> Probably won’t break this out again until MVP time, but I’ve noticed the citing of season-to-date WAR has gotten pretty out of control as the stat becomes more popular. It seems to be blindly accepted as gospel even by some of the biggest analysts in the Game, though if you know how WAR or baseball in general works over small periods of time (which four months is), you know the numbers need much more time to reveal themselves.
To be realistic, though, season-to-date WAR is not going away. So as a next-best option I’ve devised a rough margin of error for season WAR. Extra-base hits, unintentional walks, hit-by-pitches and baserunning remains the same since they tend to hold pretty steady. But from there I created two numbers: the floor WAR and ceiling WAR. To find the floor, I regressed the player’s defensive WAR and singles-on-balls-in-play rate half way (-50%) to league average for position players since these things are what tend to fluctuate most in a short time period. To get the ceiling, I increased the defensive WAR and singles-on-balls-in-play rate by the same amount that they were decreased by (+50%).
Alex Gordon’s defensive WAR (2.0 wins) is off the charts this year. Regressing this and his singles 50% closer to the mean, his floor becomes 2.8 and regressing upwards by that same 50% puts him at 4.8. Given the uncertain nature of defensive stats and the fact that most of Gordon’s value comes from defense, he has a wide margin of error of about one full win either way.
Cespedes, however, is much easier to peg. He is league-average defensively (0.0), so his WAR, ceiling and floor are all the same when rounded to one digit: 1.2. His margin of error is not hurt or helped.
> Going by Baseball-Reference WAR, there were more 2+ win (17) and 4+ win (9) catchers last season than at any point in baseball history. At the all-star break this year we already have nine two-win catchers (again going by B-R, so not including framing): Evan Gattis, Yan Gomes, Jonathan Lucroy, Russell Martin, Devin Mesoraco, Yadier Molina, Derek Norris, Salvador Perez and Kurt Suzuki.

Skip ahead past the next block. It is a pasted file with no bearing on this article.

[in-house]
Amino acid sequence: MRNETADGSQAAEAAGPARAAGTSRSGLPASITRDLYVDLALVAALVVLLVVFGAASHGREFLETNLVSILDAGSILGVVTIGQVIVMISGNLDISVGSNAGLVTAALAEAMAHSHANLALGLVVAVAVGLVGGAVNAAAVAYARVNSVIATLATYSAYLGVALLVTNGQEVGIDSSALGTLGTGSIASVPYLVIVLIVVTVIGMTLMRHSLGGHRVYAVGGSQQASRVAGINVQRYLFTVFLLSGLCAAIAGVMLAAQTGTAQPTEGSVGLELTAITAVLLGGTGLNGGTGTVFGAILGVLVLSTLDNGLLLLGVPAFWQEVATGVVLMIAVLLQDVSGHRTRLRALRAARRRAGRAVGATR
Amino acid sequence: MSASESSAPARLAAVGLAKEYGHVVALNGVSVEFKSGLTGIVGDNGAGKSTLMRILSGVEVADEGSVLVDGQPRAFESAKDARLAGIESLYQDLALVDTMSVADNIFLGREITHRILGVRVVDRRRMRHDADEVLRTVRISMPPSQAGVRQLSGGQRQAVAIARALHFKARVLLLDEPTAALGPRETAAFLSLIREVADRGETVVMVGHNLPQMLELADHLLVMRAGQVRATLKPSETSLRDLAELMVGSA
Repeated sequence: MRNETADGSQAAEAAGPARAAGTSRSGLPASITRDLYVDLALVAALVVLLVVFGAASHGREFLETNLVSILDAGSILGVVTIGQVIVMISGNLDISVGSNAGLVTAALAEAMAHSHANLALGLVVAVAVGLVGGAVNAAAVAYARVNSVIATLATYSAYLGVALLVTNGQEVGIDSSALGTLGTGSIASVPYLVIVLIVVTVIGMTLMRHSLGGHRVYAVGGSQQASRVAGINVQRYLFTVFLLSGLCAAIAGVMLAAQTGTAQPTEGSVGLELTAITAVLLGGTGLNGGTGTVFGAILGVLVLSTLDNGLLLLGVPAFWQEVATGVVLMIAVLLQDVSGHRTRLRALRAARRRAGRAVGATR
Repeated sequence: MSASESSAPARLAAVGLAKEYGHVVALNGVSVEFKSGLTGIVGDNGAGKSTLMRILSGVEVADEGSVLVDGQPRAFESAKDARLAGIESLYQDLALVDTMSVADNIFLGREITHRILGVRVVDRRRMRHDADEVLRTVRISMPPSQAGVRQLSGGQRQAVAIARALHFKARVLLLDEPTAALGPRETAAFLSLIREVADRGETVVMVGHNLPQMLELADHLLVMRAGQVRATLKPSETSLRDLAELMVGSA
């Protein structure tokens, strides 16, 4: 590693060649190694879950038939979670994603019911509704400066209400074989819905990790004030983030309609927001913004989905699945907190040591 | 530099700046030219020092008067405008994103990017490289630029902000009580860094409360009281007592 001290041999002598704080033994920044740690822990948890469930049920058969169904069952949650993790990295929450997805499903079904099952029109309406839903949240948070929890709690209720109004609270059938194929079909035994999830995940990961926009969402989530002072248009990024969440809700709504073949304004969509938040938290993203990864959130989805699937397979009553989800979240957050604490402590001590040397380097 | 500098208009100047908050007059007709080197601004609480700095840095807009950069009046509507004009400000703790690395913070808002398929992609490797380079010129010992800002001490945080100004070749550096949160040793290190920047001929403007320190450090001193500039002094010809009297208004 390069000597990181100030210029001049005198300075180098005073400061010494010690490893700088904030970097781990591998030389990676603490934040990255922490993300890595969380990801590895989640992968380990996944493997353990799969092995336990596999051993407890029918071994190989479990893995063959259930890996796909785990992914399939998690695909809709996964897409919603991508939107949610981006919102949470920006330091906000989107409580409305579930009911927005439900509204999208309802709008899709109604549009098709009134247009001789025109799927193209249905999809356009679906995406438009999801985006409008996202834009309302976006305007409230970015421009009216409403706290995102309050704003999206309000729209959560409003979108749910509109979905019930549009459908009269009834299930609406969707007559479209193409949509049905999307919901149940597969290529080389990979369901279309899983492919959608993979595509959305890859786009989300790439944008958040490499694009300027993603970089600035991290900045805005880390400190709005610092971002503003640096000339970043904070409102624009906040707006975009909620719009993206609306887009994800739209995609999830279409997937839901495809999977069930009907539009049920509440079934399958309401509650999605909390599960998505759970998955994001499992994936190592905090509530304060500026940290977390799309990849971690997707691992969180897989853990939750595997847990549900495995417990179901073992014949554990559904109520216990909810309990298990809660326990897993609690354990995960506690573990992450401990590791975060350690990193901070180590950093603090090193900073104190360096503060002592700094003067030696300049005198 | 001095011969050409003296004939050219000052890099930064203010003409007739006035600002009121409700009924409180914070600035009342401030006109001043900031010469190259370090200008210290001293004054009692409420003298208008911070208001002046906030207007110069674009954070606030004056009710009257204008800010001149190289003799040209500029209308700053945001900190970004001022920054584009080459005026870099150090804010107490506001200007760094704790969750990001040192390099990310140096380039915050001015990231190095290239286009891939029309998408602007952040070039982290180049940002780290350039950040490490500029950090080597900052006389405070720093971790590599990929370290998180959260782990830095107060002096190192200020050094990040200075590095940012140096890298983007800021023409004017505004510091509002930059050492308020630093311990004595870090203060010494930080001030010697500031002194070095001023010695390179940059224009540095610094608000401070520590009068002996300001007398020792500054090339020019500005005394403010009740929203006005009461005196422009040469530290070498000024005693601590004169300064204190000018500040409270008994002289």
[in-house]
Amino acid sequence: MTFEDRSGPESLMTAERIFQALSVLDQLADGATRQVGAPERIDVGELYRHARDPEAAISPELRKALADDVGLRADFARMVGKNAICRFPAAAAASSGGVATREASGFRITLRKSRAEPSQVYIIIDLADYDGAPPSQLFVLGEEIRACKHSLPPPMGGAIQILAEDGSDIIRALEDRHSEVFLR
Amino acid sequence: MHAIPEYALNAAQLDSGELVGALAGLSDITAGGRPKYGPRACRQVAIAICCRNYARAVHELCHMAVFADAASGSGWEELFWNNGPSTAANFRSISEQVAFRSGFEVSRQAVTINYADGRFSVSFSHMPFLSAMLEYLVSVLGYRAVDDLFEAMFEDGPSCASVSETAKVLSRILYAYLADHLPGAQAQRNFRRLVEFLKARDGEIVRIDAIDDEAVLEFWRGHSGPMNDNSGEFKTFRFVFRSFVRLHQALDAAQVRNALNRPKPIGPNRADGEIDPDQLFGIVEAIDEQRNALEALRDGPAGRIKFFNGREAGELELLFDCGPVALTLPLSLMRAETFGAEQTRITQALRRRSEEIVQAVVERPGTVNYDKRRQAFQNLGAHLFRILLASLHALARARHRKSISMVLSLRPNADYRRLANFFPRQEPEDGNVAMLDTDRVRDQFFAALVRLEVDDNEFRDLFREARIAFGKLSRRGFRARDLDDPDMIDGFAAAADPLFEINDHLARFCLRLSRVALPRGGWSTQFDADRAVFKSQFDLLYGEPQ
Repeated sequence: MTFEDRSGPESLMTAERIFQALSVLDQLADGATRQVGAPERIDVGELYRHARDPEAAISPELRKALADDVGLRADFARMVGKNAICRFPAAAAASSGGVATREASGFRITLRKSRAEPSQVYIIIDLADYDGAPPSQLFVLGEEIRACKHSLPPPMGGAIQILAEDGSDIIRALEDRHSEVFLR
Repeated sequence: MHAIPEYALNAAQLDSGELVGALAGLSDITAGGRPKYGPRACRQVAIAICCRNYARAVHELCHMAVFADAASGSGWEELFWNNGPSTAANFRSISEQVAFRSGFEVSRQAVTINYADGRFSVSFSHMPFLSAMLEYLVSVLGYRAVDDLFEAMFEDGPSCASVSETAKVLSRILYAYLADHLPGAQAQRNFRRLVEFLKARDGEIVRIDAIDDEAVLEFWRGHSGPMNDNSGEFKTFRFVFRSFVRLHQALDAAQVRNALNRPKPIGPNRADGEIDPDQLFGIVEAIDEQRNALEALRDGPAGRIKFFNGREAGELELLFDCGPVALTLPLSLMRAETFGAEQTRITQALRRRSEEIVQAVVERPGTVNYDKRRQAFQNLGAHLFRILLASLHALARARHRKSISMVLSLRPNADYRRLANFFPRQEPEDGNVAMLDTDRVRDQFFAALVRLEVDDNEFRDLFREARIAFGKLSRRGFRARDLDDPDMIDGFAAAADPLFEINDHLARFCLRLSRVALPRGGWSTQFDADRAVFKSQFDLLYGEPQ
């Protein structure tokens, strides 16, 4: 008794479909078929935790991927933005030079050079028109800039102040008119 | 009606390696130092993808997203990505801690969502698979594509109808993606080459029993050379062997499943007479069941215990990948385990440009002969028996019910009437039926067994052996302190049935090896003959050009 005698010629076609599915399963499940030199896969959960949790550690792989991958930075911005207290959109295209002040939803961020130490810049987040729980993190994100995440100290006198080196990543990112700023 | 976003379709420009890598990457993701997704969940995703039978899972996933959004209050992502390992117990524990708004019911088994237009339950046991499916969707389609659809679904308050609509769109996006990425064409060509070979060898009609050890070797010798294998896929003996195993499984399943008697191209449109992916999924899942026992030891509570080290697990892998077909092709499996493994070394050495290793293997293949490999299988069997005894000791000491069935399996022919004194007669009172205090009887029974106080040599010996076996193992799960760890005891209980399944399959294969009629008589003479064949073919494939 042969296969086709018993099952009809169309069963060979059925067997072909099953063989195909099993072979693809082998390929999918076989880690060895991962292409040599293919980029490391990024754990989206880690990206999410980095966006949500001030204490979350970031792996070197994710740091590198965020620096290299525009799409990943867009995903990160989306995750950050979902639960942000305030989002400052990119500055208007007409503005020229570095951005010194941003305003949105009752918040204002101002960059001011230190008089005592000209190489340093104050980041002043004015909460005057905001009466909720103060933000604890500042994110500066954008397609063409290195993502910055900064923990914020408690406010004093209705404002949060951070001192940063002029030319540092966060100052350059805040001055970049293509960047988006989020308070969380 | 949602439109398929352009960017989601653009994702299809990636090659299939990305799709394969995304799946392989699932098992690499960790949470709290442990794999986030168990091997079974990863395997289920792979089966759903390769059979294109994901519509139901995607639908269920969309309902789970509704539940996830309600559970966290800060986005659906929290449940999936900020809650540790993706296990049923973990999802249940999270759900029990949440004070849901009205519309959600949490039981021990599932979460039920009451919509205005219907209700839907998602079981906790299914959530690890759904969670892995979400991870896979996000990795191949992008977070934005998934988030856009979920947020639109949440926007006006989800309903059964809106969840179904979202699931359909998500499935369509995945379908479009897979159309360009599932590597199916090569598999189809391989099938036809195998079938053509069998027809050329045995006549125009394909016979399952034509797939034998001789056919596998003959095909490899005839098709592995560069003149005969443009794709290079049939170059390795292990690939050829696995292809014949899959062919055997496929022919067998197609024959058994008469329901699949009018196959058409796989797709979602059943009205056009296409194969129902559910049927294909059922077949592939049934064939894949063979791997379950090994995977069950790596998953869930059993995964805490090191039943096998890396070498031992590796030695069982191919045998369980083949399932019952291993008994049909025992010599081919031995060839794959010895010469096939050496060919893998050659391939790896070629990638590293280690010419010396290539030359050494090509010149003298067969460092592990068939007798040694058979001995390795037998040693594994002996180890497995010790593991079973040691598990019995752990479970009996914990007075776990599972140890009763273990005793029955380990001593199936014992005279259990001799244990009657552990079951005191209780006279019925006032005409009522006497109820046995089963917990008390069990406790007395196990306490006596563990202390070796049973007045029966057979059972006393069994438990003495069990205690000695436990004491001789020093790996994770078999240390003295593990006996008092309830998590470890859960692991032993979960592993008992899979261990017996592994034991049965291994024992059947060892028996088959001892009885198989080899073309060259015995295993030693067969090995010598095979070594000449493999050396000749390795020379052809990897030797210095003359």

Here’s a graph of good catchers per season.
And this is total WAR produced by catchers, per Fangraphs.
> Fangraphs put out this thing the other day claiming that the baseball equivalent of LeBron James in Baseball would be either a 23-win player or a 42-win player, depending on how you did the math.
That sentence alone should make you think, “That is wrong.” And it is; though that didn’t stop the post from being spread everywhere.
Their argument was that since LeBron was worth 2.3% of the league’s total WAR this year, if you applied that same number to Baseball he’d be worth 23 wins or 42 if he were a pitcher who hit for himself. But the concept is all wrong. The Heat were able to pass the ball to James whenever they wanted to. In baseball, he’d have to wait his turn both in the lineup and in the field.
James played an average of 37.7 minutes in 77 of the Heats’ 82 48-minute games. That puts him on the field for roughly 3/4 of the action. And during that time, he’s always doing something. (Or at least is supposed to be.) A baseball player, however, only plays roughly 1/9 of the time, dividing the action somewhat evenly among his teammates. This of course depends on position, but in the interest of simplicity we’ll say Baseball LeBron was involved in 1/9 of all his team’s plays knowing our final total won’t be exact, just more practical than the impossible 3/4 Fangraphs is using.